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    Pay had no part in New York Times editor’s ouster, publisher says

    Jill Abramson was the first female executive editor at The New York Times.
    Associated Press
    Jill Abramson was the first female executive editor at The New York Times.

    NEW YORK — Arthur Sulzberger Jr., the publisher of the New York Times and chairman of its parent company, is denying media reports that executive editor Jill Abramson’s dismissal had to do with her complaints over unequal pay.

    The Times replaced Abramson Wednesday and promoted managing editor Dean Baquet to executive editor. The decision was made due to Abramson’s newsroom management, according to Sulzberger. Abramson had spent two-and-a-half years in the newspaper’s highest editorial position.

    In a memo to New York Times staff on Thursday, Sulzberger said it is ‘‘simply not true that Jill’s compensation was significantly less than her predecessors.’’ He added that neither compensation nor any discussion about compensation played a part in his decision that Abramson ‘‘could not remain as executive editor.’’


    The Times announced the abrupt management change on Wednesday, but didn’t give a reason, which prompted a flurry of speculation in media circles.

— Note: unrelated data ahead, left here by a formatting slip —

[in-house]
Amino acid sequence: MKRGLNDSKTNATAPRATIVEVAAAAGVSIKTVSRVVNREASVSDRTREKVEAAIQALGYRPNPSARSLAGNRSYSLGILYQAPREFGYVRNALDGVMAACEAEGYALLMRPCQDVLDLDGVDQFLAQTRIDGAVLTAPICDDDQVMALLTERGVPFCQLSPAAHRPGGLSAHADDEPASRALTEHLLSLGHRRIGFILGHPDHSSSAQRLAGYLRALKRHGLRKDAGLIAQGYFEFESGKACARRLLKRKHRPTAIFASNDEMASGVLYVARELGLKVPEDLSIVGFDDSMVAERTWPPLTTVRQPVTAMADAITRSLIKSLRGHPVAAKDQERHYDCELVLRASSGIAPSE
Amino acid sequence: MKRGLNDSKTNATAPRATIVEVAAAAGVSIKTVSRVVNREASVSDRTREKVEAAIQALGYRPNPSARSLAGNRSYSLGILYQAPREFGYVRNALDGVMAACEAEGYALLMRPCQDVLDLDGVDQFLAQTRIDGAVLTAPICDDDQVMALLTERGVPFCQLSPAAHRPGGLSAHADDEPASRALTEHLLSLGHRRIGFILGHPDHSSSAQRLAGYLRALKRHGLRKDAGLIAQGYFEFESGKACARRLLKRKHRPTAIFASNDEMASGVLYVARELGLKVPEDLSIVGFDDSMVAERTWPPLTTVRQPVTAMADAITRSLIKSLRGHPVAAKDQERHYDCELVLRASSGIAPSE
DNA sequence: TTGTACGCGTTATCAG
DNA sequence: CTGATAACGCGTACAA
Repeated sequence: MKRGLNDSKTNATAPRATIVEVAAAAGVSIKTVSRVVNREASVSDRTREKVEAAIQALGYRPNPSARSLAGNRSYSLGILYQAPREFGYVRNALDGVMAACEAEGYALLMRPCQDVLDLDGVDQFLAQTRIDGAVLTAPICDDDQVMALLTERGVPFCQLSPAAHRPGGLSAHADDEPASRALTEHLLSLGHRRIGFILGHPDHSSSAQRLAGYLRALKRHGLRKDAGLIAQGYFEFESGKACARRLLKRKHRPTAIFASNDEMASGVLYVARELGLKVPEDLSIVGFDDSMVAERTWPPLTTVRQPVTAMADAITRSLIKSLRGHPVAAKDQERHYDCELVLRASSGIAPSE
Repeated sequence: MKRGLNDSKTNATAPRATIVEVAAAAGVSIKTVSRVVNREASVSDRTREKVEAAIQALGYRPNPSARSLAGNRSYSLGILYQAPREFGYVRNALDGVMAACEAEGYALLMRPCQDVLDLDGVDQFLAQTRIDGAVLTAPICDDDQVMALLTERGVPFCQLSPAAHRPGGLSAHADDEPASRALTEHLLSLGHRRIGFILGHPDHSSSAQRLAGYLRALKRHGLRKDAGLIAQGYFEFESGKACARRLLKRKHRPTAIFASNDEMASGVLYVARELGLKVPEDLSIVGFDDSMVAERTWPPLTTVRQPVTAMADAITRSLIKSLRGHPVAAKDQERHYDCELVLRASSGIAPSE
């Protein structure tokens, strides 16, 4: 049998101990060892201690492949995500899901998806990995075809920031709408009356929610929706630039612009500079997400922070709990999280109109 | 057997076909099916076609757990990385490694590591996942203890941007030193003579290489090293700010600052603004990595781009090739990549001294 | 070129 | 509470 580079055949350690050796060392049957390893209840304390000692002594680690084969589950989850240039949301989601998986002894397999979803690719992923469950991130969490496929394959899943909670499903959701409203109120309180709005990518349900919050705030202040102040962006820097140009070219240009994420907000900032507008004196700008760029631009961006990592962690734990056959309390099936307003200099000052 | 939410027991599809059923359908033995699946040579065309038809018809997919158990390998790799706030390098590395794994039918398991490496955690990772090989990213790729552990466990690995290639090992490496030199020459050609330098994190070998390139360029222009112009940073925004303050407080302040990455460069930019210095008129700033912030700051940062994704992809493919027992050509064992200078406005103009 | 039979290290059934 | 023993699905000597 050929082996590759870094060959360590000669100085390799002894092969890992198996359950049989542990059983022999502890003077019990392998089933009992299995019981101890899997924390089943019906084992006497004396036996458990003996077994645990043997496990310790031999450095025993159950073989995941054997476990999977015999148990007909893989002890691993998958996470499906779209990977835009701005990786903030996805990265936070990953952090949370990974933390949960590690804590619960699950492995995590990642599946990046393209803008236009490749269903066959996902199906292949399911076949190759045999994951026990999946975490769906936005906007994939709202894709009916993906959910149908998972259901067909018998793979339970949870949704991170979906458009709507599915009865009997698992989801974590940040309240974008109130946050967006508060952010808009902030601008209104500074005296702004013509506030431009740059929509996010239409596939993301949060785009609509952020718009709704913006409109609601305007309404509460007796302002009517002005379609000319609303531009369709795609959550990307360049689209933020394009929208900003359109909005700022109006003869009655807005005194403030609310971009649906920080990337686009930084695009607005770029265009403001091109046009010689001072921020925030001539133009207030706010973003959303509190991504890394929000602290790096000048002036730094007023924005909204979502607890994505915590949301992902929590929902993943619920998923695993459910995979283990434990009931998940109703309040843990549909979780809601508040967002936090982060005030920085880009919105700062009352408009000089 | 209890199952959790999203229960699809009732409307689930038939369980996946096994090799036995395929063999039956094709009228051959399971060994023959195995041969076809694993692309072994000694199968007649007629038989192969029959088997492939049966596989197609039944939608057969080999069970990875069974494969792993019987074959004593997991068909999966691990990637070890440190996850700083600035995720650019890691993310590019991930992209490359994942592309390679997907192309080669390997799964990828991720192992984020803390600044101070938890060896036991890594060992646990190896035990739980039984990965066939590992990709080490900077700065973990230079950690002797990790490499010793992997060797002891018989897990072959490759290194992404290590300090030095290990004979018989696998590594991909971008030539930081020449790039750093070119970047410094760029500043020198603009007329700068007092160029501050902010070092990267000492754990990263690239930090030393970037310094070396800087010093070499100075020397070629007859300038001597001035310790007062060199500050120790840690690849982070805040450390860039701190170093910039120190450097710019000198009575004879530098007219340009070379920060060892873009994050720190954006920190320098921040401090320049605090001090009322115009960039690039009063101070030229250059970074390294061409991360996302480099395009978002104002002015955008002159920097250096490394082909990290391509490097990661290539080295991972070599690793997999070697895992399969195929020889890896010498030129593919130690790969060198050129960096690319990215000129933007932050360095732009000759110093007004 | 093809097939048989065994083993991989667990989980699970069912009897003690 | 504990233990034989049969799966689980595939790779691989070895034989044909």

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    In a blog post, New Yorker staff writer Ken Auletta quoted an anonymous ‘‘close associate’’ who said Abramson confronted the Times’ ‘‘top brass’’ about her pay after discovering that both her pay and her pension benefits were less than that of her male predecessor, Bill Keller. The confrontation, Auletta wrote, ‘‘may have fed into the management’s narrative that she was ‘pushy.’ ”

    In Thursday’s memo, Sulzberger said that the only reasons behind his decision to dismiss Abramson were ‘‘concerns I had about some aspects of Jill’s management of our newsroom, which I had previously made clear to her, both face-to-face and in my annual assessment.’’

    Abramson, 60, was the paper’s first female executive editor. She joined the newspaper in 1997.

    Associated Press